Developing healthy video gaming habits
Your child can have fun and get the most out of gaming if you help him develop healthy gaming habits and make good choices about video games, online games and gaming apps. Your child can start developing these habits as soon as he starts playing video games.
When your child is young, healthy gaming habits start with talking about what kinds of video games your child plays, why she likes them, and when, where and how long she plays. If you can, play games with your child, or sit with her and watch while she plays.
Healthy habits also involve agreeing on some ground rules. These will depend on your family values and routines. Many families find it helps to have rules about:
- playing only games with a G or PG rating
- making sure there’s an adult around to help understand a game or solve problems
- playing only at certain times of day, like after schoolwork, and before dinner or on the weekends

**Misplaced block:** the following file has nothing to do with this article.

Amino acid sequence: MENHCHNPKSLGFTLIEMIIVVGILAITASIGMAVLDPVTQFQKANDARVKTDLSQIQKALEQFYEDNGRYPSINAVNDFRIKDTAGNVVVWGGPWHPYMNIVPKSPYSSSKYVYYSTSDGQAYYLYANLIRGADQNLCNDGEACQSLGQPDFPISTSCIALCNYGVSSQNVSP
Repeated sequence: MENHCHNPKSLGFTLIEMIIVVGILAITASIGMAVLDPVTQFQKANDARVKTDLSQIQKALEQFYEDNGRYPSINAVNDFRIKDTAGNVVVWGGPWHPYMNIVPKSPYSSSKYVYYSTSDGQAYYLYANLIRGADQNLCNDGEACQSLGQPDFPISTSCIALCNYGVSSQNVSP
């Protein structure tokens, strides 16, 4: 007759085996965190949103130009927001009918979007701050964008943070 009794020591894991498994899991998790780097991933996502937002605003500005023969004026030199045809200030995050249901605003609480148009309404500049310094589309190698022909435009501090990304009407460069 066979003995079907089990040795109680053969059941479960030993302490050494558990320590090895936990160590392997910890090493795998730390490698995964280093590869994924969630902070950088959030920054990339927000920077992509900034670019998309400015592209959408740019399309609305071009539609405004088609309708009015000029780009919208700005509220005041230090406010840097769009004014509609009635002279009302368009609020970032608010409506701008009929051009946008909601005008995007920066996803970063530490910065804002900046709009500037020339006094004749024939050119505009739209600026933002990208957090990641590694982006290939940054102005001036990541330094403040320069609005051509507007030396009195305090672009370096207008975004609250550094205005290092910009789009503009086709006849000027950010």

- having fixed periods of time that have been agreed in advance.
You can encourage the kind of gaming behaviour you want to see by praising your child when he follows your family’s ground rules.
As your child gets older, you can encourage your child to take more responsibility for managing her gaming choices. You can do this by talking with your child about issues like these:
- When to play – for example, explain that playing a highly stimulating game just before going to bed could affect your child’s sleep.
- Whether there’s enough time to play – for example, encourage your child to think about which games are better for short or long periods of play.
- When to have breaks – for example, encourage your child to notice when he’s been sitting still for a while and to get up and stretch or do something else.
- Whether play has gone on for too long – for example, encourage your child to notice when she’s starting to feel cross or frustrated, which means it’s time to take a break.
- How to manage notifications – for example, encourage your child to switch notifications off so that he doesn’t feel pressured to return to the game.
- Whether she’s old enough to play a game she’s interested in – for example, encourage your child to check the age rating of a game before asking you whether she can download it.